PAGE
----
The value of the inner gremlin

While school breaks offer a much needed respite from the hectic life in academia, they also bring out the laziest part of me. Type A personalities like me tend to smother that gremlin-like, do-nothing part of ourselves and stuff it in a closet somewhere. After all, the inner gremlin is a nuisance: she gets in the way of working, doing and accomplishing.

The word “break” can unleash that nasty little ankle-biter, who seizes control of my mind, body and soul. Set free, she makes me sleep in until 11 a.m., read mindless romance novels, and eat chocolate chip cookies before going to bed.

But when the new semester arrives, I must rein her in. The clock is ticking. It’s time to pull out the gremlin-catching kit. Its contents are mini Hershey's Special Dark chocolates, Marie Claire magazine, self-tanner, a recorded episode of Saturday Night Live with Justin Timberlake, a pedometer and, finally, dog treats for a trusty sidekick.

Bear with me while I provide my Legally Blonde-inspired rationale. The first and most important item in the kit is the notorious mini Hershey Special Dark chocolate: a piece will pacify the creature in moments of panic. Next, a casual read is essential. Digesting too many textbooks and peer-reviewed journal articles can drive anyone insane. Marie Claire magazine distracts the gremlin with colorful ads and scandalous stories. Self-tanner fools the creature into thinking we have spent the afternoon outdoors (minus the harmful ray exposure). Next is a DVR’d episode of SNL hosted by Justin Timberlake: laughter is essential in quelling the beast. The pedometer, a mechanism that counts my steps, serves as a reminder that one of us (the gremlin or the Type A half) will have to walk off the multiple mini Hershey's Special Dark chocolates I have consumed. And finally, when all else fails, a puppy is the best medicine; dog treats will ensure the presence of my trusty sidekick during a sudden gremlin assault.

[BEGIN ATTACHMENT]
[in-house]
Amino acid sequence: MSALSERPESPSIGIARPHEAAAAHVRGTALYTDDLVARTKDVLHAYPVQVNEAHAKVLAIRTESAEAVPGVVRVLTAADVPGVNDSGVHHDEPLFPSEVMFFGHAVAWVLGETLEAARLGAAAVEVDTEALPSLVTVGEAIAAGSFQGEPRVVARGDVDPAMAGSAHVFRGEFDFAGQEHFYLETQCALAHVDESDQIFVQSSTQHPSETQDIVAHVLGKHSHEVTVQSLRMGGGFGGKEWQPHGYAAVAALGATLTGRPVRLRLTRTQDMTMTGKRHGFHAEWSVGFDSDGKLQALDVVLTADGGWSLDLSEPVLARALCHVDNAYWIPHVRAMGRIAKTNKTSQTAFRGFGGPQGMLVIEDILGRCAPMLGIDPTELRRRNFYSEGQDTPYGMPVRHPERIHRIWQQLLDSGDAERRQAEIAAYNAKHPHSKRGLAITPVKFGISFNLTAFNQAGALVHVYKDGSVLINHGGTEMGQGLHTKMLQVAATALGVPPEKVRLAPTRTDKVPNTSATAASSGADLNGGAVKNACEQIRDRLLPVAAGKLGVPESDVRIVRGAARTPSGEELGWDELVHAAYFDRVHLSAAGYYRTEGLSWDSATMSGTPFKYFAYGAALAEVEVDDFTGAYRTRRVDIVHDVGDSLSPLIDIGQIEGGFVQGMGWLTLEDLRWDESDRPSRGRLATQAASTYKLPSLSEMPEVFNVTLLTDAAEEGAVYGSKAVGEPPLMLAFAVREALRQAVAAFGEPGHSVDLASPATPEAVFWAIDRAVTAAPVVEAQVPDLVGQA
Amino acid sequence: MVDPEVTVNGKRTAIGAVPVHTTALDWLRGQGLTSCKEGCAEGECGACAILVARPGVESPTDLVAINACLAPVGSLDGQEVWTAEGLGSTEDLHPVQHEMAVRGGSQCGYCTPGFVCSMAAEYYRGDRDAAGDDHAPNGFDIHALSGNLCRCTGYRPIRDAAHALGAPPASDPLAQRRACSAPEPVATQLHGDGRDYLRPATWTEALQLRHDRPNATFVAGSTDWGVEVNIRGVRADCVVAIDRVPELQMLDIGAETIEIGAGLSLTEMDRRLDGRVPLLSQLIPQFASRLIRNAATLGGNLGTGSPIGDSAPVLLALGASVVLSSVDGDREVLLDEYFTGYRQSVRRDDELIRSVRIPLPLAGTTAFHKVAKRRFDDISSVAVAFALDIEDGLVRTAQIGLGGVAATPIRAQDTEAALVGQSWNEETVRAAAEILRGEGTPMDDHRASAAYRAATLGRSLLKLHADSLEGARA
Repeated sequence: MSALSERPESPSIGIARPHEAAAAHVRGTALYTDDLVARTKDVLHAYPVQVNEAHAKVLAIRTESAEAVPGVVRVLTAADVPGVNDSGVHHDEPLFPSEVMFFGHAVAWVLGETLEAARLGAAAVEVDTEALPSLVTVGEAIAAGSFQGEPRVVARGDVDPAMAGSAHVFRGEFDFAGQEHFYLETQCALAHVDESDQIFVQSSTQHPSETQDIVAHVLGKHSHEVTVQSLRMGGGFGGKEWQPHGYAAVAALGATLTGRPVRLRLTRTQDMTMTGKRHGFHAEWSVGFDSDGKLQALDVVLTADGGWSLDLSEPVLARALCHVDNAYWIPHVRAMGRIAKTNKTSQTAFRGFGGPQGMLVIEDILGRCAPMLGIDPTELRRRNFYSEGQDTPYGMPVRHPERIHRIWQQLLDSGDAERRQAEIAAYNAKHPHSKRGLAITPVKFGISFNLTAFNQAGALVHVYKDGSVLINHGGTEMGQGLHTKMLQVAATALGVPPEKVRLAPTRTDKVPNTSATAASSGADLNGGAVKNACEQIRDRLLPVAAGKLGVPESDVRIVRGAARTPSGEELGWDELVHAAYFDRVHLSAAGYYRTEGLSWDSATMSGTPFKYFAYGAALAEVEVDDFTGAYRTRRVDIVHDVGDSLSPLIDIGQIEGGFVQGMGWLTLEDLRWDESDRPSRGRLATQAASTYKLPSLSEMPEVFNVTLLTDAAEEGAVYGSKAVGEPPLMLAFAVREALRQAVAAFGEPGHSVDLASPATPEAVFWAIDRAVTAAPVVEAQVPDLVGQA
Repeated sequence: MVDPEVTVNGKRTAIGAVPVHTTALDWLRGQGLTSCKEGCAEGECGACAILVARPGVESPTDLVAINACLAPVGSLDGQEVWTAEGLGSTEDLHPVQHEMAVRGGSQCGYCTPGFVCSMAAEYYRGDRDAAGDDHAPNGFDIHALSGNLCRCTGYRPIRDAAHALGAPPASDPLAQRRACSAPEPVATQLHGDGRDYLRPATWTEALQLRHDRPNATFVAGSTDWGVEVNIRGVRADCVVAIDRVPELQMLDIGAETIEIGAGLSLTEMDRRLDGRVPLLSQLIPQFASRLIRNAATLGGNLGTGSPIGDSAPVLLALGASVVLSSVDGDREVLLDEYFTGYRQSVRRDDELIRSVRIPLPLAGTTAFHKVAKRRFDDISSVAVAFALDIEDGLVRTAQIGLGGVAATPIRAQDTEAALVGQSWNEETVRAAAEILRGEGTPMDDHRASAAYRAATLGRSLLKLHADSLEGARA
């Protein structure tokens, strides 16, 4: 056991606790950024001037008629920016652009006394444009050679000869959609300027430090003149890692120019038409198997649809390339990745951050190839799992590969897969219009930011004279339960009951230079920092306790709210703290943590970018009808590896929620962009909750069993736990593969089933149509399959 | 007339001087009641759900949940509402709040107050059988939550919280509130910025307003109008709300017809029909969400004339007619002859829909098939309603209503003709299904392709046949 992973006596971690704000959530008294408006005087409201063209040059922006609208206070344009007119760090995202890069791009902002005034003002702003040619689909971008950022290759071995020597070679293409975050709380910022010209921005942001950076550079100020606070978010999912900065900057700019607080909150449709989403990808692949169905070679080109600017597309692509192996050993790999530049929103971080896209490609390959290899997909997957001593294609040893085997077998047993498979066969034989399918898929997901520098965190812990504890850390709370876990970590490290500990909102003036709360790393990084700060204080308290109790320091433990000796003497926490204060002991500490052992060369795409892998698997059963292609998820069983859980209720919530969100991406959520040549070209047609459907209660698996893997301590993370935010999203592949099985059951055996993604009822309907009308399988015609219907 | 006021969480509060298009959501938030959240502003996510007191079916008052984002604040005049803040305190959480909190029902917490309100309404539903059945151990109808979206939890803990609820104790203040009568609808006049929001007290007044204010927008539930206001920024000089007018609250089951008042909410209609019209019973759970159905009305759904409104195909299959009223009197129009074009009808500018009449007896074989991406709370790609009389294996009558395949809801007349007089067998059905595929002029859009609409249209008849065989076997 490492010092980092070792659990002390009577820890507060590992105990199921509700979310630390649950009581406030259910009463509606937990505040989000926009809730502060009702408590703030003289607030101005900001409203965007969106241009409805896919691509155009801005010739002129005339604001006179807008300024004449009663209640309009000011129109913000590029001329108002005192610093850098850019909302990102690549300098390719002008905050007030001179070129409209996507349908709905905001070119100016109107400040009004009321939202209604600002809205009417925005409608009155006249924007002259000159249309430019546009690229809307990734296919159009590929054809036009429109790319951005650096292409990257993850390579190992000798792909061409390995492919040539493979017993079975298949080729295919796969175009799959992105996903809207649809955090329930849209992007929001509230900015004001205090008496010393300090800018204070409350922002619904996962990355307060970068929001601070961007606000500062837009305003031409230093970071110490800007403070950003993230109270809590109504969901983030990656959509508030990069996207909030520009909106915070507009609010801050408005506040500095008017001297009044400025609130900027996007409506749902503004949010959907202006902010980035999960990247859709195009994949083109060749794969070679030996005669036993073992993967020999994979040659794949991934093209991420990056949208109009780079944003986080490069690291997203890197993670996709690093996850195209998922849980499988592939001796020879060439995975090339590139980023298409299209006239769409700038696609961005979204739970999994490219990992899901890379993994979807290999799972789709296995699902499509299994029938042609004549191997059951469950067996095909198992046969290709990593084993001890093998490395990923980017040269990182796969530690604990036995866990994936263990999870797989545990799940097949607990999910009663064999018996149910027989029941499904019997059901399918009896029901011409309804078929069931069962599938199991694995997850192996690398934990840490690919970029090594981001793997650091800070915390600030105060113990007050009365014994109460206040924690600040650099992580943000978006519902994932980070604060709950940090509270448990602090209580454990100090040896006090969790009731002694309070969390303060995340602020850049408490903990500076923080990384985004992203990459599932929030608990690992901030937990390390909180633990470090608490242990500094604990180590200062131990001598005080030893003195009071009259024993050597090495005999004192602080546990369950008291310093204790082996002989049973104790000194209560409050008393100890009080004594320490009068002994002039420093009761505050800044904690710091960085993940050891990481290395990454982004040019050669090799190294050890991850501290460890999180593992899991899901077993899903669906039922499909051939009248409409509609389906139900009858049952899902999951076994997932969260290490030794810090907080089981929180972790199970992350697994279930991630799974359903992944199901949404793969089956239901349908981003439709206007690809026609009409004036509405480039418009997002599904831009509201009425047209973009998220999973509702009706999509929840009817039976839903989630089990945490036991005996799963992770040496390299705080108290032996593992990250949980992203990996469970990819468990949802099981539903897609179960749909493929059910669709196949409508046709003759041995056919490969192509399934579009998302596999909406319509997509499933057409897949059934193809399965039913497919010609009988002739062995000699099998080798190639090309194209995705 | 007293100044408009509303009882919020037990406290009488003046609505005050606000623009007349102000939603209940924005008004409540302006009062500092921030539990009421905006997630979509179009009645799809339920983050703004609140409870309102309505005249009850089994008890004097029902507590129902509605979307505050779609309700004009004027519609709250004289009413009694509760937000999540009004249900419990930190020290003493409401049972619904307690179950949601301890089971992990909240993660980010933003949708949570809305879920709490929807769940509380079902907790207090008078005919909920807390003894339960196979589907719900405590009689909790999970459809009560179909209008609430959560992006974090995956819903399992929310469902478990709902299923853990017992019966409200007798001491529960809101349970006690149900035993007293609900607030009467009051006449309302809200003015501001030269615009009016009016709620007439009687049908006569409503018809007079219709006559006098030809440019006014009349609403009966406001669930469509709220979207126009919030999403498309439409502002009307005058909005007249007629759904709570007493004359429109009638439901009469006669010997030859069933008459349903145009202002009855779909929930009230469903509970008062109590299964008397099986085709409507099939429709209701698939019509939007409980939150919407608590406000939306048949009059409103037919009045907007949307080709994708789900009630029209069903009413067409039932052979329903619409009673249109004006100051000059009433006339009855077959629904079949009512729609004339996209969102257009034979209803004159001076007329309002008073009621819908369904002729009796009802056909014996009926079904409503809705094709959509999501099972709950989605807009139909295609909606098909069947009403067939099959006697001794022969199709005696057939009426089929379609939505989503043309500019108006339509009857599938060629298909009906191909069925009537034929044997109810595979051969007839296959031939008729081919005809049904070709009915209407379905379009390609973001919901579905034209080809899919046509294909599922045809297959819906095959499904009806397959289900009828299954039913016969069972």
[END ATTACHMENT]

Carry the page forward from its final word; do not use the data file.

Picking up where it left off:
Once the gremlin is reined in, the key to maintaining control lies not in a padlocked room. Rather, I must remember the evolutionary value in this inner demon. Frustrating as she may be, she represents the playful side of human nature that adults often forget.

I must remember that the gremlin, in all her apparent foolishness, is in fact wise. She reminds me to laugh until my sides hurt, blow dandelion fuzz into the wind and sing in the car at the top of my lungs.If I forsake the gremlin, I lose the very part of myself that makes life worth living.

Thus, I pledge to use the gremlin-catching kit only in emergencies and to make room for her in my daily life. I will dance to greatest hits of the 80s and 90s at least once a week, engage in fits of giggles for no apparent reason, and make grass angels in the backyard. I urge you to do the same. But for the love of all things holy, always keep a mini Hershey's Special Dark chocolate on hand. Just in case.

Mary Carroll Courtwright teaches at Bryant & Stratton College. Her novel "Song of the Messenger," set in Cleveland Heights, was published in 2007 and her writing has been featured on National Public Radio. Learn more at

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Volume 2, Issue 6, Posted 2:17 PM, 05.19.2009